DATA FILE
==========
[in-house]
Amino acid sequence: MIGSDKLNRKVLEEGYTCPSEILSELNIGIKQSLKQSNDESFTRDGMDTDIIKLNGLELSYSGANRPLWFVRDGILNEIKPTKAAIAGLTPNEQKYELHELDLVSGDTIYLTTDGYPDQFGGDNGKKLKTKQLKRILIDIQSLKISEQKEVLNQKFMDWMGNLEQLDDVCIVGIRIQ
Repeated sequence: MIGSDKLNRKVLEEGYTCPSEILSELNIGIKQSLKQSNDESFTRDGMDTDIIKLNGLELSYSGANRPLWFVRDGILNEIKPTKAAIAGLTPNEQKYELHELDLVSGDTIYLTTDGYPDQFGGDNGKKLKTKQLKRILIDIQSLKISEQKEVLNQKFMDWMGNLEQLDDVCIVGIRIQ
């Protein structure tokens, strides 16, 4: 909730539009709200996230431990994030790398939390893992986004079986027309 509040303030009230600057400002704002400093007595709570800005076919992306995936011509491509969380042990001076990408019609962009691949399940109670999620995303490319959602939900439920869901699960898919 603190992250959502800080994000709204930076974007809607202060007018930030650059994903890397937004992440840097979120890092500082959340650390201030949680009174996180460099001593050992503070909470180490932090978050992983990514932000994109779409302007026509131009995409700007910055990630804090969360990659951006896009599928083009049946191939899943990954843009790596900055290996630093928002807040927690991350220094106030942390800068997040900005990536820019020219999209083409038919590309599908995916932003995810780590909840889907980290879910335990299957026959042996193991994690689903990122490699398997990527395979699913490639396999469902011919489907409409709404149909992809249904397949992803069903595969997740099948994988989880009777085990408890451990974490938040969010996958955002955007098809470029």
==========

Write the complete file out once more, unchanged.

[in-house]
Amino acid sequence: MIGSDKLNRKVLEEGYTCPSEILSELNIGIKQSLKQSNDESFTRDGMDTDIIKLNGLELSYSGANRPLWFVRDGILNEIKPTKAAIAGLTPNEQKYELHELDLVSGDTIYLTTDGYPDQFGGDNGKKLKTKQLKRILIDIQSLKISEQKEVLNQKFMDWMGNLEQLDDVCIVGIRIQ
Repeated sequence: MIGSDKLNRKVLEEGYTCPSEILSELNIGIKQSLKQSNDESFTRDGMDTDIIKLNGLELSYSGANRPLWFVRDGILNEIKPTKAAIAGLTPNEQKYELHELDLVSGDTIYLTTDGYPDQFGGDNGKKLKTKQLKRILIDIQSLKISEQKEVLNQKFMDWMGNLEQLDDVCIVGIRIQ
């Protein structure tokens, strides 16, 4: 909730539009709200996230431990994030790398939390893992986004079986027309 509040303030009230600057400002704002400093007595709570800005076919992306995936011509491509969380042990001076990408019609962009691949399940109670999620995303490319959602939900439920869901699960898919 603190992250959502800080994000709204930076974007809607202060007018930030650059994903890397937004992440840097979120890092500082959340650390201030949680009174996180460099001593050992503070909470180490932090978050992983990514932000994109779409302007026509131009995409700007910055990630804090969360990659951006896009599928083009049946191939899943990954843009790596900055290996630093928002807040927690991350220094106030942390800068997040900005990536820019020219999209083409038919590309599908995916932003995810780590909840889907980290879910335990299957026959042996193991994690689903990122490699398997990527395979699913490639396999469902011919489907409409709404149909992809249904397949992803069903595969997740099948994988989880009777085990408890451990974490938040969010996958955002955007098809470029």